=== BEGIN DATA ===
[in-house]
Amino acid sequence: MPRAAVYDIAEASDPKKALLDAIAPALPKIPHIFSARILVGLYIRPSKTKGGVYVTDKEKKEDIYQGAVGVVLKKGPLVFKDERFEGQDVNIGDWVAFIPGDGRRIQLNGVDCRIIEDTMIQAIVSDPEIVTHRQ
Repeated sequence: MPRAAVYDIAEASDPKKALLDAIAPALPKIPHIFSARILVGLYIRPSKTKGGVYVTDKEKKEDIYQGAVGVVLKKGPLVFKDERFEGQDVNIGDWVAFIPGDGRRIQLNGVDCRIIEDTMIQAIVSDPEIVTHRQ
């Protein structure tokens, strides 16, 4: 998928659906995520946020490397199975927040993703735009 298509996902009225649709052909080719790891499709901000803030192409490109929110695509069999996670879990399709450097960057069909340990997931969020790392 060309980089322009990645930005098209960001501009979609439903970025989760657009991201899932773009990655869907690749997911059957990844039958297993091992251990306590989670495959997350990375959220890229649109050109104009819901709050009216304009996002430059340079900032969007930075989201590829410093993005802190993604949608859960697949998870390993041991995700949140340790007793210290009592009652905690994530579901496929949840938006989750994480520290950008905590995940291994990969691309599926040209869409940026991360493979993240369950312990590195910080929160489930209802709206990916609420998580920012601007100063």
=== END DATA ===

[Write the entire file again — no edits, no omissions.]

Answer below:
[in-house]
Amino acid sequence: MPRAAVYDIAEASDPKKALLDAIAPALPKIPHIFSARILVGLYIRPSKTKGGVYVTDKEKKEDIYQGAVGVVLKKGPLVFKDERFEGQDVNIGDWVAFIPGDGRRIQLNGVDCRIIEDTMIQAIVSDPEIVTHRQ
Repeated sequence: MPRAAVYDIAEASDPKKALLDAIAPALPKIPHIFSARILVGLYIRPSKTKGGVYVTDKEKKEDIYQGAVGVVLKKGPLVFKDERFEGQDVNIGDWVAFIPGDGRRIQLNGVDCRIIEDTMIQAIVSDPEIVTHRQ
């Protein structure tokens, strides 16, 4: 998928659906995520946020490397199975927040993703735009 298509996902009225649709052909080719790891499709901000803030192409490109929110695509069999996670879990399709450097960057069909340990997931969020790392 060309980089322009990645930005098209960001501009979609439903970025989760657009991201899932773009990655869907690749997911059957990844039958297993091992251990306590989670495959997350990375959220890229649109050109104009819901709050009216304009996002430059340079900032969007930075989201590829410093993005802190993604949608859960697949998870390993041991995700949140340790007793210290009592009652905690994530579901496929949840938006989750994480520290950008905590995940291994990969691309599926040209869409940026991360493979993240369950312990590195910080929160489930209802709206990916609420998580920012601007100063």